The Shotgun Blog
Friday, October 12, 2012
Canada's Pipeline Insurgency Should Refine Its Friends
It’s a newly-buff pipeline industry that's stepping into the lion's den at the final hearings into the proposed Northern Gateway Pipeline which will last through October into November.
Project proponent Enbridge served notice that the days of being a punching bag for eco-nuts is over. The company is coming on all aggressive, demanding that the Canadian front groups against the pipeline reveal their funding from American sources, whose ultimate goal is to shut down Canada's oil industry regardless of the damage it does to the country's economy and future prospects. It looks like a bruising month ahead.
But while the big battles are being fought in the public spotlight, there's a homegrown insurgency that's nipping at the heels of the pipelines that's gone pretty much unnoticed outside of Alberta.
It's a broad coalition of ranchers and farmers who have pipelines criss-crossing their land and who have become very disillusioned with their "partners" in land stewardship. They fluctuate between being very scared of the power of the pipeline industry and being very angry at getting pushed around.
They say they're not against oil pipelines, but while they talk the talk, they walk the other side of the street. There appears to be pretty much zero degrees of separation between them and their cheerleaders like Greenpeace and the Sierra Club.
And that's a shame because they have a point. Several, in fact.
There have been 3 newsmaking pipeline spills in Alberta this year which have shaken the public's trust in the oil industry:
* 800,000 litres of oil leaked into muskeg in May
* 475,000 litres of light sour crude leaked out of an unused pipeline into the Red Deer River in early June. The river is the drinking water source for many communities.
* 230,000 litres of heavy crude leaked from Enbridge's Athabasca pipeline later in June.
Landowners are scared for two reasons. First, is having all that gooey oil spilled on your land, contaminating your crops and your cows, and second, is the legitimate concern that changes to the National Energy Board Act this year might have made the cost of clean up of spills on abandoned lines the responsibility of the landowner. It's not clear if federal law trumps provincial law and nobody wants the expense of a court case to figure it out.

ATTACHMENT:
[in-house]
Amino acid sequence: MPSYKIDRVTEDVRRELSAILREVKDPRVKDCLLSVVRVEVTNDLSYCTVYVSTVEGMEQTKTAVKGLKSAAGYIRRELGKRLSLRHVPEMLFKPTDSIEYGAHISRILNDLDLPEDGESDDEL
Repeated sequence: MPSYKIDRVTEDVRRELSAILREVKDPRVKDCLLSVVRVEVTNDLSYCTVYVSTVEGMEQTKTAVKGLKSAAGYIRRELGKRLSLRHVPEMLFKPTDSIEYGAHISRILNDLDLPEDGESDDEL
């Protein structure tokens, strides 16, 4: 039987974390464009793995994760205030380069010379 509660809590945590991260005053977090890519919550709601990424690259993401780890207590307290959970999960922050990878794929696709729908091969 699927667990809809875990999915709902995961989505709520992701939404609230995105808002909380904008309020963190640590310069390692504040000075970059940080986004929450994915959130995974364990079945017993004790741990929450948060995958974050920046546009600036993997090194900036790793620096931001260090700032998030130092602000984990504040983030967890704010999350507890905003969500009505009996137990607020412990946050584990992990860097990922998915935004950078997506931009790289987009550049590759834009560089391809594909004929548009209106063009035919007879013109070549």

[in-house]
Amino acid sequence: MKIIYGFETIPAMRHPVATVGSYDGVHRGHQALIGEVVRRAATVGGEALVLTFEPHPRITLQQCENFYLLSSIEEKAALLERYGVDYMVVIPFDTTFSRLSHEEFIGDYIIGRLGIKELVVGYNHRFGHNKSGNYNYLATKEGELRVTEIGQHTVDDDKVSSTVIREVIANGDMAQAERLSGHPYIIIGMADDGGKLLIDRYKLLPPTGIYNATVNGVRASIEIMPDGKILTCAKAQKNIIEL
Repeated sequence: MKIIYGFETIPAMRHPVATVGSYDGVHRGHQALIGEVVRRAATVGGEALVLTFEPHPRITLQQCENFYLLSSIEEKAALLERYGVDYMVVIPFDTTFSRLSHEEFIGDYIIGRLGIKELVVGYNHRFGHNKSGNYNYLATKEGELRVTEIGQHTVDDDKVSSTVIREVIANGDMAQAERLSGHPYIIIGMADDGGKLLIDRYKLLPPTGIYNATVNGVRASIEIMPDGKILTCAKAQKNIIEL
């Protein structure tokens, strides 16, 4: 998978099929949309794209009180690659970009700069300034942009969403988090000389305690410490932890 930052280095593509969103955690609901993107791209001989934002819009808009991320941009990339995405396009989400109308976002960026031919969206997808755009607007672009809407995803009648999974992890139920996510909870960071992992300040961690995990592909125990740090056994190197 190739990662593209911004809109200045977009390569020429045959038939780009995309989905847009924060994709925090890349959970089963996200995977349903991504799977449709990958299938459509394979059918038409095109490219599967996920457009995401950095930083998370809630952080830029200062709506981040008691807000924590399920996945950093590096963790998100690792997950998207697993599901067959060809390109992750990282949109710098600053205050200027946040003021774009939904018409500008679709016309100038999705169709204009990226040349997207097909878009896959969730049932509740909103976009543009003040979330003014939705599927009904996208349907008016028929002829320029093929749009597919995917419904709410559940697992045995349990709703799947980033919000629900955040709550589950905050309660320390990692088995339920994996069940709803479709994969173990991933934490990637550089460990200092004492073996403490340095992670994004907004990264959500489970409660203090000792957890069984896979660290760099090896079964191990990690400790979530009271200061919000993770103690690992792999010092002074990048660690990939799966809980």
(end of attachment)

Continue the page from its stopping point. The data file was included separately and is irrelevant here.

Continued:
Other changes to the NEB Act force a farmer to get the pipeline owner's permission to cross a line with any vehicle. The landowners see that as losing control of their own property, backed up by extremely heavy fines if they fail to get that permission.
But how much of that fear is legitimate and how much is paranoia fed by their fellow travelers?
The Alberta government says the number of "incidents" involving pipelines has declined 27 percent in the four years from 2007 to 2011. And "incidents" includes everything from spills to simple contact with a pipeline. Sounds like progress, right?
Landowner associations don't care. They don't trust anything this or any government says. And that's a recipe for trouble.
Right now, the domestic landowners associations are a nuisance to the pipeline industry. But because they have some legitimate concerns the industry has to listen and talk to them.
However if they continue to cast their lot with the U.S. funded eco-nuts, they will cross an invisible line and go from nuisance to enemies of the industry.
Enbridge is flexing its muscles to deal with its American enemies. It knows that the Harper government intends to break the reliance on the U.S. as the sole customer for Canadian oil. A pipeline to the Pacific is inevitable. Oil is the future of Canada, not moo-moo cows or flowing fields of grain.
Once that war is won, the industry will turn to the homegrown insurgents. It can be as magnanimous victors, or as avenging magistrates.
The landowners associations should consider moving a few degrees closer to Kevin Bacon and a few degrees farther from Suzuki and friends.
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